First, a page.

February 23, 2009
Africa Trip Offers A ‘Renewed Calling'
By Jenny Jones
Educator’s Journey Affirms Career Choice
PENN LAIRD - Working with middle school students can sometimes be daunting,
but one local school administrator found rejuvenation in an unlikely place.
Drew Miller, assistant principal at Montevideo Middle School, traveled to
South Africa in September and says the experience made him even more
committed to his career.
Since returning from the trip that was sponsored by Rotary International,
Miller has shared photos and stories about the culture and educational
system in South Africa with local students, teachers and community members.
Rotary International sends business professionals to other countries through
its Group Study Exchange. The program provides travel grants for teams to
visit different countries, where they observe how their vocations are
practiced, according to the Rotary International Web site.
Next month, a group from South Africa will visit this area as part of the
Miller said he applied for the South Africa trip because he's always wanted
to visit the nation located at the southern tip of Africa to see how its
people are dealing with issues such as race relations, poverty and crime,
especially in the school systems.
"I've always wanted to go, particularly to South Africa," Miller said. "The
problems that ... they're addressing are problems, really, our whole world
South Africans Face Hardships
Miller and his group traveled to about a dozen different towns and villages
throughout South Africa and stayed with host families the duration of the
When he wasn't visiting orphanages or gold mines, Miller toured schools and
visited with teachers, administrators and students to get a feel for how the
country's education system operates.
During his visits to schools, Miller also shared information about the
United States education system and talked about what it's like to work in
Rockingham County Schools.
The trip, Miller said, was eye opening and unforgettable.
He visited a school that operated out of run-down one-room building with
outhouses, a school where teachers left for the day when the principal was
out at a conference, and a school where teachers were forced to continue
working with a student who assaulted the school secretary.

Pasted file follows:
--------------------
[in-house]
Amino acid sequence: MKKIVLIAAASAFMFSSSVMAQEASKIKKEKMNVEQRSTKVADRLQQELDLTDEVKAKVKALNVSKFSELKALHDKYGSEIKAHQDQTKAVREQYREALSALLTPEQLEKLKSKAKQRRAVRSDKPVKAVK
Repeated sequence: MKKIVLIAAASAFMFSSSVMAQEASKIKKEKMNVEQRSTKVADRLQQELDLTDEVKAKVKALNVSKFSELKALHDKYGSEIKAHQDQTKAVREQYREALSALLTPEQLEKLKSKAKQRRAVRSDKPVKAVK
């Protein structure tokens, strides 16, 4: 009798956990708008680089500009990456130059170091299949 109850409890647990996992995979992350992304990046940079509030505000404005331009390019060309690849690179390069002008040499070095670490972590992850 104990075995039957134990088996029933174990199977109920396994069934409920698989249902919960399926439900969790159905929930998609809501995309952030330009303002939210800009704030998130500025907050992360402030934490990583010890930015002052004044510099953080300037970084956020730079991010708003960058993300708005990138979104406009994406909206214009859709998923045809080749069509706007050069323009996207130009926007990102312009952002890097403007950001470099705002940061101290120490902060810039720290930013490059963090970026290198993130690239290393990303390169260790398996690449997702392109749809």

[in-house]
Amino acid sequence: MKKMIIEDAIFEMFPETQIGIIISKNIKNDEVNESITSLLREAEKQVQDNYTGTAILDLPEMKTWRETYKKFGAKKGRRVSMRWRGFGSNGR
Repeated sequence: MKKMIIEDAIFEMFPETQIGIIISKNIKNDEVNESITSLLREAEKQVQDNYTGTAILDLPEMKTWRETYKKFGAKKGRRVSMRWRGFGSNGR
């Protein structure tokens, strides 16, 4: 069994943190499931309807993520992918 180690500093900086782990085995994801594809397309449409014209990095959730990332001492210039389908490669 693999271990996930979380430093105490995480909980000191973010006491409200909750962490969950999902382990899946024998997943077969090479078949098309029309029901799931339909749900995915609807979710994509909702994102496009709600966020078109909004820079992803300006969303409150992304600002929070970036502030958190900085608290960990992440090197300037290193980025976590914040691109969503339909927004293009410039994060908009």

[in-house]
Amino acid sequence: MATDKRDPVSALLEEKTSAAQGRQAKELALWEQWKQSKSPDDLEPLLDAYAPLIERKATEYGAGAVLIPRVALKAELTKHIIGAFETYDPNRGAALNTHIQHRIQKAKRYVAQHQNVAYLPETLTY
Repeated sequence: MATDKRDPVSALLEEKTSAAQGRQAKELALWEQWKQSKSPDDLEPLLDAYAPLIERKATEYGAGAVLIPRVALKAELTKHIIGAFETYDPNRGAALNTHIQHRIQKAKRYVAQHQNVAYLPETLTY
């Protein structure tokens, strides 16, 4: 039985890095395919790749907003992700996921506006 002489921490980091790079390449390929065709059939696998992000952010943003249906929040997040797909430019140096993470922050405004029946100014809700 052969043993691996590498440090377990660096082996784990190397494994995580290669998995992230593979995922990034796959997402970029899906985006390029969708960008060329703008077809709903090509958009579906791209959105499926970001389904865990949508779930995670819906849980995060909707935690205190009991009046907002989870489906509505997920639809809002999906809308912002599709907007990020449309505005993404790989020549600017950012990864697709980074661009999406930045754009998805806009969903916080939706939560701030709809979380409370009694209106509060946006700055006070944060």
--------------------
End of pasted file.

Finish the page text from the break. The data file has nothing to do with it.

Despite facing such overwhelming problems as AIDS, poverty, crime and high
unemployment, Miller said he saw a lot of happiness on his trip. Children
who walked to school barefoot in shorts and T-shirts on a 45-degree day
still played and smiled, he said.
"I saw kids playing with garbage and having a blast," Miller said. "I just
wonder if [the South African teacher] comes here and says, ‘These people
have everything and they're not content.'"
‘A Renewed Calling'
As he took in the South African culture and observed its educational system,
Miller said he felt a greater sense of the importance education plays in
All the major problems plaguing the country could be improved through better
education, he said.
"It was like a renewed calling [to my job as an educator]," said Miller, who
is in his second year as assistant principal at Montevideo Middle School. "I
thought, ‘Here's why I do what I do.'"
Supervisor Supportive Of Trip
Lisa Milliken, principal at Montevideo Middle School, said she was
supportive of Miller's decision to go to South Africa and can tell that his
experiences there have only fueled his drive to help children.
"This position can be very stressful and frustrating at times; it can make
you question your purpose as an educator," Milliken said. "I think after
seeing the poverty, crime and violence in South Africa, [Drew] became even
more compassionate about his purpose here."
In addition to refreshing Miller's career perspective, his experiences in
South Africa open up possibilities for future exchanges with the people he
met during his trip, Milliken said.
"The development of a relationship between Drew and the South African
students [could] lead to great learning activities such as a pen pal project
between our students and South African students," she said. "I know others,
like teachers, students and community members, are learning from his
experience as well."
Contact Jenny Jones at 574-6286 or firstname.lastname@example.org